“Have you washed your hands?” It was the question my mother always asked as we sat down at the dinner table. It’s not that she was fastidious with cleanliness, it was more her way of protecting us from the ravages of polio.
Australia experienced a polio epidemic in the early 1950s, and it was every parent’s worst nightmare. I still recall my grandmother making up little camphor bags for us to wear around our necks to school.
The present pandemic has revived memories of that era, when there was widespread fear across the nation each time another outbreak of the disease occurred. Thousands of children spent months in special isolation wards, unable to breathe outside the “iron lungs” that kept them alive. It was not uncommon that — in almost every community — children were affected and would suddenly disappear from school or the playground.
And it was not only children who were affected by the disease. Official figures show that between 20,000 and 40,000 people had paralytic polio in Australia between the 1930s and 1960s. The figures for the total number of people — some only mildly infected with the virus — are up to a hundred times greater, between 2 and 4 million Australians.
One of the great problems was that nobody really knew how it was transmitted. They only knew that people had to be isolated. It was definitely the ‘dark side’ of the 1950s!
We now know that poliomyelitis is an infectious viral disease that hits the central nervous system, causing temporary or permanent paralysis.
Tess Driver writing in the book Growing Up in Adelaide in the 1950s tells the story of how her life changed when her mother came down with polio. “One day my mother was there and the next day she was gone,” she wrote. “Because the first symptoms of polio resemble the flu, with aching joints, she thought that was what was wrong.”
Tess goes on to tell of the heartbreak as her family was quarantined because the virus was so contagious, and how her whole world fell apart when the family was split up and eventually vanished. Her mother disappeared into hospital, her baby brother went to live with an aunt, her father was unable to look after her due to pressure from his work, and she went to live with her grandparents. As a young child, she did not know her mother was desperately ill and “that she would never be the same mother I loved”.
Her story of absolute despair is shared by others who were also affected by the disease. Polio victim Diana Wood recalled people staring at her because she wore a half brace on her right leg. “I remember when I was told that I didn’t have to wear it anymore, I asked my mother why people were still staring at my foot. I didn’t realise that I was walking with a distinct limp because my right foot had dropped quite substantially.”
Many people reading this today will have friends or family who are still suffering from the post-polio effects of the virus in their 60th and 70th years.
The first glimmer of hope for preventing the spread of polio appeared in Australia in 1954 when it was reported that a new vaccine was being tested on people for the first time. The story tells of how “experiments” were underway in Melbourne, Sydney and Adelaide of the new ‘Salk’ polio vaccine and, although it was too early to announce any results and build up false hopes, the tests were “proceeding satisfactorily”.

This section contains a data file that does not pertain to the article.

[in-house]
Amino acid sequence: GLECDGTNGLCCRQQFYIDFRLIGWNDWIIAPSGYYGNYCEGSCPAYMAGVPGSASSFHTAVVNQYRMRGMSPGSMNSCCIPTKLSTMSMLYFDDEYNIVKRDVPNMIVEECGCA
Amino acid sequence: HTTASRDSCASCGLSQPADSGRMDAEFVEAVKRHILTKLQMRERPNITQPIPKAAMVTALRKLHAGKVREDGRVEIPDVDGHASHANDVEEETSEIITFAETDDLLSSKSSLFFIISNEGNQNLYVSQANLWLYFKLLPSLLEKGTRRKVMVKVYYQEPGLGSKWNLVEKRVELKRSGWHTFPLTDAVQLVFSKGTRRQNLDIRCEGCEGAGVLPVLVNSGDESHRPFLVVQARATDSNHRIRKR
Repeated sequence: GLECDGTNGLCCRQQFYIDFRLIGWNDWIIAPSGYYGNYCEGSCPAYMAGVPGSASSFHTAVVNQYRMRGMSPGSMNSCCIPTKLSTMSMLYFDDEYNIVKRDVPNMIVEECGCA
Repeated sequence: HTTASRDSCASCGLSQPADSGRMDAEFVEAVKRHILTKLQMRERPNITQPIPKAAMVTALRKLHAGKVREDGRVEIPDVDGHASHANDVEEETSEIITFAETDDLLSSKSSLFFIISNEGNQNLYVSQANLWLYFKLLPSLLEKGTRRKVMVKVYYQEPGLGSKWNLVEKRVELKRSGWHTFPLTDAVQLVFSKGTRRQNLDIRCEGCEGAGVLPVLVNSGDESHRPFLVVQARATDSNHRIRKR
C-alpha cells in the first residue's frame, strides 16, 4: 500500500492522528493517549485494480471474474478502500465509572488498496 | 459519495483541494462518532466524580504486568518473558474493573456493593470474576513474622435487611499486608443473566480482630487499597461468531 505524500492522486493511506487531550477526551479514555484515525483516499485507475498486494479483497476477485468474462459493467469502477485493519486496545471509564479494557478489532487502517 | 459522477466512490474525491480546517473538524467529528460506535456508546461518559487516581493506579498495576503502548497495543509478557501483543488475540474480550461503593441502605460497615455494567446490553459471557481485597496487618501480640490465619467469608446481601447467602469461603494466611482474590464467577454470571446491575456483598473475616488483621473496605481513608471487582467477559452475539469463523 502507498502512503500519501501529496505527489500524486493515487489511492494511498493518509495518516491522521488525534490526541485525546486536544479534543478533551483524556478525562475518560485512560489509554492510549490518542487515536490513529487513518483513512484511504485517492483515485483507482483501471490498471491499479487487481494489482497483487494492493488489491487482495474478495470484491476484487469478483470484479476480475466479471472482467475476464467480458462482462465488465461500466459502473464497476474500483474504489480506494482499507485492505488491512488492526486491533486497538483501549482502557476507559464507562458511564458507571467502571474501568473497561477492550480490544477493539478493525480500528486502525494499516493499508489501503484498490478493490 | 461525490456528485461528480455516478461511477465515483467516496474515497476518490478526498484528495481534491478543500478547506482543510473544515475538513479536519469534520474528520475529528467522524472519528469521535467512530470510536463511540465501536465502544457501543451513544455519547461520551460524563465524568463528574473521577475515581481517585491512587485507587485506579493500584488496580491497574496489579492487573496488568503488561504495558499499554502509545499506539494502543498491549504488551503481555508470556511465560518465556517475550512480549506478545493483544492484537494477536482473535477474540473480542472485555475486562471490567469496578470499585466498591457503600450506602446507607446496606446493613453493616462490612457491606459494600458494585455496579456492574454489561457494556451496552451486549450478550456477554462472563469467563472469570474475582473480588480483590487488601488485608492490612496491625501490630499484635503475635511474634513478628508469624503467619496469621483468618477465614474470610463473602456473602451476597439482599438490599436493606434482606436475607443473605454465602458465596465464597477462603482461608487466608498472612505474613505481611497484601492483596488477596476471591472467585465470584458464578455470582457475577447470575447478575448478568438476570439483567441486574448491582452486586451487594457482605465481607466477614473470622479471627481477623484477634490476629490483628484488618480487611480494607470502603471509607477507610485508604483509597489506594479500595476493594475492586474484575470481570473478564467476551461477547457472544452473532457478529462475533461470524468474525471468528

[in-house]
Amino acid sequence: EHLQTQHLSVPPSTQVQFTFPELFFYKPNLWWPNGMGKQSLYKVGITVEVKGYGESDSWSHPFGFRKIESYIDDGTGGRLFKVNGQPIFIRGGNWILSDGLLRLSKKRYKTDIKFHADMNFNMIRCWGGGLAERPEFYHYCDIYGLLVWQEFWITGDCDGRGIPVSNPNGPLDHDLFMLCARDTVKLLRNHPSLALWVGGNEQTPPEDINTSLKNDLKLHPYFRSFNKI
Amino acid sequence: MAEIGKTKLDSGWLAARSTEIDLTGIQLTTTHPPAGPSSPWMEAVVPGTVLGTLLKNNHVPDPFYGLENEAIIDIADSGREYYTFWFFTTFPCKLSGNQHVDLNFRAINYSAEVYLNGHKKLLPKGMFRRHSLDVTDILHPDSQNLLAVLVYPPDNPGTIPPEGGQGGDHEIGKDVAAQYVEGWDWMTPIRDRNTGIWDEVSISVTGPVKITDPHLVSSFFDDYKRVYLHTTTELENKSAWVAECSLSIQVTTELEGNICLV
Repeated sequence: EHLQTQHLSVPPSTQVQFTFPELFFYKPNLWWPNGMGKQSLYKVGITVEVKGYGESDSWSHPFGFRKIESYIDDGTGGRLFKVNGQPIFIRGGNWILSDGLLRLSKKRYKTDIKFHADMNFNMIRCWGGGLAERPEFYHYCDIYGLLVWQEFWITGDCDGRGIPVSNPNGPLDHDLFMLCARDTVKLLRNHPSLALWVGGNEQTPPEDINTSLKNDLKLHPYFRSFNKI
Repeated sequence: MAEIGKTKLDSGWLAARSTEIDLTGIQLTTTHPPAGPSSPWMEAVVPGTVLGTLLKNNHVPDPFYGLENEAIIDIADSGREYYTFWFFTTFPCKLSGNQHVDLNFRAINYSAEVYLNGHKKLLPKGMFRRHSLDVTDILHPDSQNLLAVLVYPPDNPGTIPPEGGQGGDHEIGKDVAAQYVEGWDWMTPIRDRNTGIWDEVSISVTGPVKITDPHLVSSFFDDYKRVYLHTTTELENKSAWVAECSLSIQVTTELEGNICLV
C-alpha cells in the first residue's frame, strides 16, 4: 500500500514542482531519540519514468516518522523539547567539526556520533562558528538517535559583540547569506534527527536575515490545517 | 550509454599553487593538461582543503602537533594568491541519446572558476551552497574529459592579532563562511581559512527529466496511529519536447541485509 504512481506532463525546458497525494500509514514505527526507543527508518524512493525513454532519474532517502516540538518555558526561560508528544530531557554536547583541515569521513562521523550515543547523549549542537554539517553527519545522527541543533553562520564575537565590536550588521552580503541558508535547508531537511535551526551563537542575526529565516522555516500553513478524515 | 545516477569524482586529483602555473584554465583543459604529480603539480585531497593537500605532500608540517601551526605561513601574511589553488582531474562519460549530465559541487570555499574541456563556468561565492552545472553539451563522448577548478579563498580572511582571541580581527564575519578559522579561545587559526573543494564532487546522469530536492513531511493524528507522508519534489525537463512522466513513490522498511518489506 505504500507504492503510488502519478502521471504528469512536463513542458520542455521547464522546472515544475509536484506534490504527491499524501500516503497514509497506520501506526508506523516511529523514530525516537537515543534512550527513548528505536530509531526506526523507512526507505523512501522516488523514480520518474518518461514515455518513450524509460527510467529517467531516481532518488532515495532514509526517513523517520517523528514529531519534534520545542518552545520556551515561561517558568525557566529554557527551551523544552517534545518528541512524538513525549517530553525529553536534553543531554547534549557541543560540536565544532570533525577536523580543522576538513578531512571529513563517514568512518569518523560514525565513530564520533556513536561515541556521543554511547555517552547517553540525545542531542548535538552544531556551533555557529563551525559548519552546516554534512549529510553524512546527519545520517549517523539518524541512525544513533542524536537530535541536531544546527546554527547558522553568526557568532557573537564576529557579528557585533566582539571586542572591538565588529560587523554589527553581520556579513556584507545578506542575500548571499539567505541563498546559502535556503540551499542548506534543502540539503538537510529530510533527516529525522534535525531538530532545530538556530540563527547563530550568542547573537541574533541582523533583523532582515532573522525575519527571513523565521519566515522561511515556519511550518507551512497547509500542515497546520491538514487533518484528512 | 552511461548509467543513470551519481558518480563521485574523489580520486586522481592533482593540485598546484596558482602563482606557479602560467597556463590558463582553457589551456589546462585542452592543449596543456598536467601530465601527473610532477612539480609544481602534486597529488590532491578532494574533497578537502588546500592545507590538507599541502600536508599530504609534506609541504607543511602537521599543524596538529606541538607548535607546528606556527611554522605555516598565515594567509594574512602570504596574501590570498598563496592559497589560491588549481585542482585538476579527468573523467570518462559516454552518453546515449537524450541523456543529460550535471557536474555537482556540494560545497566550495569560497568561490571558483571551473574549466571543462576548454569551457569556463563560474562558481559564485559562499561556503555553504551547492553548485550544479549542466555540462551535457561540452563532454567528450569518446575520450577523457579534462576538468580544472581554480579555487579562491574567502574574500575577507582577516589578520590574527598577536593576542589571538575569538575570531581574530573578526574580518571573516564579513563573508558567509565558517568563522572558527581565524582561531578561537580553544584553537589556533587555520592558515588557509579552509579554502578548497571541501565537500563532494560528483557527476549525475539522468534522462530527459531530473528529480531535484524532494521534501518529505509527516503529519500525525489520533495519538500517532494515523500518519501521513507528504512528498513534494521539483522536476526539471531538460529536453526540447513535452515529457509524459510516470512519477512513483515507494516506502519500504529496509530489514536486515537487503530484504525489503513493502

The vaccine was eventually proven to be effective and in 1956 the Australian Government launched a mass immunisation programme for the prevention of poliomyelitis. All school children and pre-school children were immunised as part of the campaign.
I have vivid recollections of lining up at school with all my classmates to get “a needle” and trying to be brave and show no fear. A former classmate, Karen Preston, also remembers getting the jab. “It was in a van near the school library. I think I would have been six or maybe seven. I recall that the needle was held over a flame to sterilise it. That scared me more that the pain from the injection!”
The mass vaccination programme was successful and the number of polio victims reduced dramatically over the next few years. My parents — and I imagine all parents across Australia — breathed a collective sigh of relief.
I often say that nostalgia is a wonderful thing. It can produce a range of emotional responses on so many levels, but it can also create a distorted view of the past, where we tend to forget the nasty or horrible events and dwell instead on the more pleasant aspects of our life at the time. While most of us treasure the memories of our childhood, the polio epidemic of the 1950s cast a dark shadow over the decade, and its legacy was devastating for many families of that era.
About Bob Byrne: Bob had a long career in commercial radio spanning more than 40 years before becoming a columnist and blogger at the Adelaide Advertiser. His first book Australia Remember When was published in 2014 and since then he has written four more books all based around the nostalgia theme. Book number six is to be published later this year. Bob’s books are available online at rememberwhenshop.com.au.
Want to read more nostalgia articles? Head here.